Facebook is looking for ways to balance "individual privacy and national security", said Mukul Rohatgi, who is representing the social media giant in the tussle over decrypting private messages of users. Facebook owns WhatsApp and the government contends that the end-to-end encryption it assures, has made the two social media platforms the preferred communication mode of terrorists and anti-nationals. It also attributed the various incidents of mob killings to the spread of fake news on social media and wants to change IT rules to break end-to-end encryption.
After concerns over the spread of disinformation, WhatsApp said it was trying to find ways to prevent its misuse, but there was no question of diluting the end-to-end encryption.
The matter has gone to the Supreme Court, which today said it will put together all the isolated cases on this throughout the country and hear it at the end of January.
Mr Rohtagi -- who earlier today told the top court that local laws did not demand that the companies share data with government agencies -- told NDTV: "We are not in confrontation with the government. We are looking for guidelines that balance individual privacy and national security."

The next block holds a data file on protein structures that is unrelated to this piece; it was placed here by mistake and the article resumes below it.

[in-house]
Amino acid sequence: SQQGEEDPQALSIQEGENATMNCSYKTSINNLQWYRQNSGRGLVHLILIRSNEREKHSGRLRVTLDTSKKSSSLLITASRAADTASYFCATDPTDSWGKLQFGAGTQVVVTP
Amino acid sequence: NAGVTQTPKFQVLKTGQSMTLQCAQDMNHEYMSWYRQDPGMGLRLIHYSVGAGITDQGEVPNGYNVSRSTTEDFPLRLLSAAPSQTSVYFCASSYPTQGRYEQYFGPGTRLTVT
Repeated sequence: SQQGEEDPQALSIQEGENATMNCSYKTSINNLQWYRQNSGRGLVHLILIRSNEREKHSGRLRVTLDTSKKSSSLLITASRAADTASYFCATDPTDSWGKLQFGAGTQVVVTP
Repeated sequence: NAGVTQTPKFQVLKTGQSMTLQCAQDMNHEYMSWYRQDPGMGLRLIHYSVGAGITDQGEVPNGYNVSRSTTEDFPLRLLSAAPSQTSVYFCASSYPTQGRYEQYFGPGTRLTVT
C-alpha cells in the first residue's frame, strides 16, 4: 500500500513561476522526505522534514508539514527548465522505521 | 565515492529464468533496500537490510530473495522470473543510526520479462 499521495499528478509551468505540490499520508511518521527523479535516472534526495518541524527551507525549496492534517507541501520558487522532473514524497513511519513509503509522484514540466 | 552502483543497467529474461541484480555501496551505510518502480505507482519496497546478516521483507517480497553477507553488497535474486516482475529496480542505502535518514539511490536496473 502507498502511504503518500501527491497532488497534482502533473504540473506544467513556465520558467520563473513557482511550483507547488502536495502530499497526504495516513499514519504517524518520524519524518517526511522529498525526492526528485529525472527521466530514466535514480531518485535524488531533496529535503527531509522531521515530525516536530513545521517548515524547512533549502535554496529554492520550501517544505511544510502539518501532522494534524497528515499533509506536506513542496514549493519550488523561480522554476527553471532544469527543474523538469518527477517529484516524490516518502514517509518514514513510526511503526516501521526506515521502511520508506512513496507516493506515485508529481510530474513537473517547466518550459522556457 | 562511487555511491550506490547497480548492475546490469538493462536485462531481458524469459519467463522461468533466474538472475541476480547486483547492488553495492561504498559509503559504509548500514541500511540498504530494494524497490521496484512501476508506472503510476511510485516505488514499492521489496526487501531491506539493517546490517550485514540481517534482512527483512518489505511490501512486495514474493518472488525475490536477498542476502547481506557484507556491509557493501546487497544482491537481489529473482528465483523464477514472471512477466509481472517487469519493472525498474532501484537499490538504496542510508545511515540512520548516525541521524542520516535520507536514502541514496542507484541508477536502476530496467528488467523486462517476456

"The conflict is between the right of privacy of millions of people and the right of national agencies to recover data due to security and terrorist threats. WhatsApp is not contesting this position," he said..
In court, Mr Rohatgi had also argued that the existing laws did not place the onus of facilitating a process of decrypting messages on the company. "The rules say if I have the key, I could give the key. But I don't have the key myself," he said, referring to Facebook or WhatsApp servers that are located outside of India.
Attorney General KK Venugopal, who was representing the government, told the Supreme Court that it was the responsibility of social media companies to share data wherever there was a threat to national security. "A terrorist cannot claim privacy," Mr Venugopal said.
"For Facebook and WhatsApp to say they cannot decrypt is not acceptable," Mr Venugopal added. "They can't come into the country and say 'we will establish a non-decryptable system," he said.
After the issue set off a huge controversy, with the opposition terming the government stance an attack on freedom of speech and raised concerns over privacy, the Centre said it was committed to both.
But the social media platforms were required to do due diligence and ensure they were not used to commit and provoke terrorism, extremism, violence and crime, it said in a statement last year.